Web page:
On June 25, 2005, the defendant, a police officer with the Point Pleasant Beach Police Department (“Department”), hit the plaintiff’s vehicle from behind. Allen v. Flynn, A-6254-09 (App. Div. Aug. 8, 2011). Plaintiff alleged that at the time of the accident the defendant was intoxicated. In an amended complaint, the plaintiff added defendant Waterview Pavilion, Inc. (“Waterview”) and other defendants, as he alleged that the defendant became intoxicated at a wedding reception held at Waterview’s facility.
In turn, Waterview filed a third-party complaint against the Department and six of its members, claiming that the individuals had attended the reception, knew that the defendant was intoxicated, and failed to take appropriate police action to prevent him from driving. Waterview also alleged that the Department was liable for the conduct of its employees. Waterview based its allegations on the deposition testimony of one of the individual third-party defendants, the Chief of Police, who stated that at the reception he told third-party defendant William Ippolito to “make sure [defendant] doesn’t drive or attempt to drive tonight” and that Ippolito assured him that would not happen. Waterview also based its position on Ippolito’s testimony that he told the defendant not to drive but did not do anything further to prevent him from doing so.
The trial court granted the third-party defendants’ motion to dismiss, ruling that the Department and its members were immune from suit under the Tort Claims Act (“TCA”). The TCA provides several types of immunity to public employees and entities. Specifically, the court relied on N.J.S.A. 59:3-5, which states that “[a] public employee is not liable for an injury caused by his … failure to enforce any law[,]” and N.J.S.A. 59:2-4, which provides the same immunity to a public entity. The Appellate Division granted Waterview’s motion for leave to appeal and affirmed the dismissal of the third-party complaint as to all the third-party defendants except for Ippolito and the Department (as to Ippolito’s conduct).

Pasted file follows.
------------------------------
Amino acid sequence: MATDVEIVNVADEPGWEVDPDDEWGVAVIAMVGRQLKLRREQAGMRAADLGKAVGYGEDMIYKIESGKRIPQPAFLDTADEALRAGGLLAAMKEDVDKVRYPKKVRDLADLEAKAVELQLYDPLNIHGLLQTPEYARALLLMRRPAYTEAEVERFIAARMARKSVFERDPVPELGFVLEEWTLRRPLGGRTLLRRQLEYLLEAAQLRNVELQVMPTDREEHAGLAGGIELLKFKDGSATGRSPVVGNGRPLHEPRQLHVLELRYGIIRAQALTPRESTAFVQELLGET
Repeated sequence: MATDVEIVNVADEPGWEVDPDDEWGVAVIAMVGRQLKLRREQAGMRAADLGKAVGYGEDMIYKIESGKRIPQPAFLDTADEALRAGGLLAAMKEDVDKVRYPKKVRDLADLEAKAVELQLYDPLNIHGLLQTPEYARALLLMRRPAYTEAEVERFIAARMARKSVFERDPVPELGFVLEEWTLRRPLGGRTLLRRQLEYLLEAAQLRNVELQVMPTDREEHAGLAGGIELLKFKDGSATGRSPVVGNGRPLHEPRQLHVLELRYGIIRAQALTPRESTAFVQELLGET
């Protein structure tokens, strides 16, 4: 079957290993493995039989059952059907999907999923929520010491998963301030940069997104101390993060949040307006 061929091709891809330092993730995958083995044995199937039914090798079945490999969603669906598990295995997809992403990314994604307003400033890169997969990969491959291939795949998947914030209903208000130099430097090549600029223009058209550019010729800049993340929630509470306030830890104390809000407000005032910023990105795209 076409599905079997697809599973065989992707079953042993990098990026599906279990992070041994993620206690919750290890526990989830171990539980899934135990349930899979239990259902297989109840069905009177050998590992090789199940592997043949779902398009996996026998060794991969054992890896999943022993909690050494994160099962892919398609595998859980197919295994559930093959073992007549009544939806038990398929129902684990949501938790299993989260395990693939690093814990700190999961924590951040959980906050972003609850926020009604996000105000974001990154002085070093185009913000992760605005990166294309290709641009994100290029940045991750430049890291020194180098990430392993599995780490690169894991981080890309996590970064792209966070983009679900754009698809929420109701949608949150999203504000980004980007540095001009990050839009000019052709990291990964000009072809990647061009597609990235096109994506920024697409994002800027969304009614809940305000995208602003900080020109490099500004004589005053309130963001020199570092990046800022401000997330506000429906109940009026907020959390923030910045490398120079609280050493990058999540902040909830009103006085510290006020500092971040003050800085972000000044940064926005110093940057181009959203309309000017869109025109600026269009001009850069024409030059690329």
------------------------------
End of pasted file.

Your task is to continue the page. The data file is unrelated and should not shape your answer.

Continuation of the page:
Waterview raised two arguments on appeal. First, it asserted that it had satisfied the “special circumstances” exception to the TCA’s immunity. The Appellate Division determined that this argument had “no merit” because in prior cases it had ruled that there was no such exception.
Second, Waterview argued that the Chief of Police sought to enforce the law by directing Ippolito to not permit the defendant to drive; therefore, the immunity provided for failing to enforce the law was not applicable. In considering that argument, the Appellate Division noted that although a police officer will be immune from suit for failing to enforce the law, he or she is not immune from damages that are caused by his or her negligent enforcement of the law. The court proceeded to review precedent that had discussed that distinction, as well as cases that explained the differences between the immunity provided by the TCA for the exercise of discretion by an officer and the lack of immunity available when an officer negligently performs a ministerial duty.
Applying those principles, the Appellate Division concluded that “the motion judge erred in granting summary judgment with respect to the claims against Ippolito, and the Department as they relate to Ippolito, on the basis of immunity for failing to enforce the law. … [T]he Chief of Police, instructed his subordinate Ippolito to enforce the law by making sure [defendant] did not drive while he was intoxicated and, arguably, by taking [defendant’s] keys. That instruction did not call for Ippolito to exercise the type of discretion immunized by N.J.S.A. 59:3-2(a), but was more akin to the type of ministerial acts discussed in [relevant caselaw].” However, the Appellate Division affirmed the dismissal as to the other third-party defendants because Waterview had not articulated a similar claim against them.